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Showing posts from 2014

How can medical students be encouraged to consider primary care as a career?

In a letter published in the January 2014 edition of the British Journal of General Practice, medical students Fahmida Mannan and Zain Chaudhry from the Imperial College London School of Medicine discuss how the NHS and medical schools can encourage students to consider general practice as a career option. They suggest the focus in medical schools should shift towards improving the quality of general practice placements and promoting the integration of primary care and specialist teaching, rather than consuming more time in an already overstretched curricula.

They also consider that prestige has never been the main incentive for pursuing a specialty. Their own experience is that many medical students are attracted to a career in general practice because of other factors, such as a good work–life balance, continuity of care and career flexibility. With many GPs now concerned about their workload, this inevitably influences students and junior doctors in their career choices.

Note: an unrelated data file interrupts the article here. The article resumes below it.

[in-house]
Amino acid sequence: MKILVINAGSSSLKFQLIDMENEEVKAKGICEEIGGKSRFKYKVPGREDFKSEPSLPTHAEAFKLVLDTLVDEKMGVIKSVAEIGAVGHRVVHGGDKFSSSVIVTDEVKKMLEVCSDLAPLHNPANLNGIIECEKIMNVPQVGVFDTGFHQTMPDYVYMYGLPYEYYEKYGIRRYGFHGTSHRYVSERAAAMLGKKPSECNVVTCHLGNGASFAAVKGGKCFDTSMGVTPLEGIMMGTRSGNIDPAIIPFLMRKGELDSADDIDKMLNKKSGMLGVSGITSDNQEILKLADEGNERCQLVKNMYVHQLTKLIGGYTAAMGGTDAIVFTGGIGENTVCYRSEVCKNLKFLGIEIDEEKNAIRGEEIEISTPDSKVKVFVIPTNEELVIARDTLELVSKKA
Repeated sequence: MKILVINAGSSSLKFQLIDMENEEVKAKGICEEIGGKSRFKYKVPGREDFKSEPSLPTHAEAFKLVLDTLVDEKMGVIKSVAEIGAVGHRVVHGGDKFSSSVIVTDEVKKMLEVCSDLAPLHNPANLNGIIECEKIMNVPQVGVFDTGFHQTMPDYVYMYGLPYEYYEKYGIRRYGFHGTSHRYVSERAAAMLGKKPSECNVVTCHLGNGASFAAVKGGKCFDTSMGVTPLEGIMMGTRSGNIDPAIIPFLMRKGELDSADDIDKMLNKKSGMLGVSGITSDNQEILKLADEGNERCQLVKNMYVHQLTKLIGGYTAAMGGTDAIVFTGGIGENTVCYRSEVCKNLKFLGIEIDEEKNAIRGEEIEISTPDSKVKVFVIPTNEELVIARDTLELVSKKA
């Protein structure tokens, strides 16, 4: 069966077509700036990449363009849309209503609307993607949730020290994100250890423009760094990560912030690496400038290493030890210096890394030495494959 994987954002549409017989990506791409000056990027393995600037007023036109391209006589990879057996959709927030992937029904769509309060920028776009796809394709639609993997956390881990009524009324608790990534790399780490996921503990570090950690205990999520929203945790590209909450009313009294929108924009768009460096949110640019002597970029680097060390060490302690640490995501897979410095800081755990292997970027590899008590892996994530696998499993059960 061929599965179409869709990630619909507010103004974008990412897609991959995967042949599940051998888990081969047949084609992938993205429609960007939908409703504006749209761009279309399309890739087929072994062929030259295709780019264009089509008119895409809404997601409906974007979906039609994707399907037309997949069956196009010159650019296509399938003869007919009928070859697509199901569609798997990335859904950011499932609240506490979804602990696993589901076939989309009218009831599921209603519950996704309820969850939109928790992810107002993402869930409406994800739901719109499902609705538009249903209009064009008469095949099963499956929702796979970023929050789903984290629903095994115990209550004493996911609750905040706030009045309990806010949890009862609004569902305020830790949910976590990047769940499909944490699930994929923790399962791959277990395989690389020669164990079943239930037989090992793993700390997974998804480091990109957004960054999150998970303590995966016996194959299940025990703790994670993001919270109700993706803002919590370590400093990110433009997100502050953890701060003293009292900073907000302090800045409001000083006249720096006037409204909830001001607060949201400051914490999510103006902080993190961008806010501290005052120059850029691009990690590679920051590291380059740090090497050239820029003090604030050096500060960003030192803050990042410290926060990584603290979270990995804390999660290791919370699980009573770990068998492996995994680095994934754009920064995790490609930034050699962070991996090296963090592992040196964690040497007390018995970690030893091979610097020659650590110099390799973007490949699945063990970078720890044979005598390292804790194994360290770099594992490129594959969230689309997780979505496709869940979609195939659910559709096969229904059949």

Another k…

Results of the 2014 Research Excellence Framework

The results of the 2014 Research Excellence Framework (REF) were published today. The REF is carried out to assess the quality of research in UK universities. The Times Higher Education Supplement's analysis ranked Imperial College as having the highest REF score among major UK universities. Among the 'Public Health, Health Services and Primary Care', category, Imperial College achieved a 57% 4-star rating, which was the joint highest in the UK (along with Oxford University).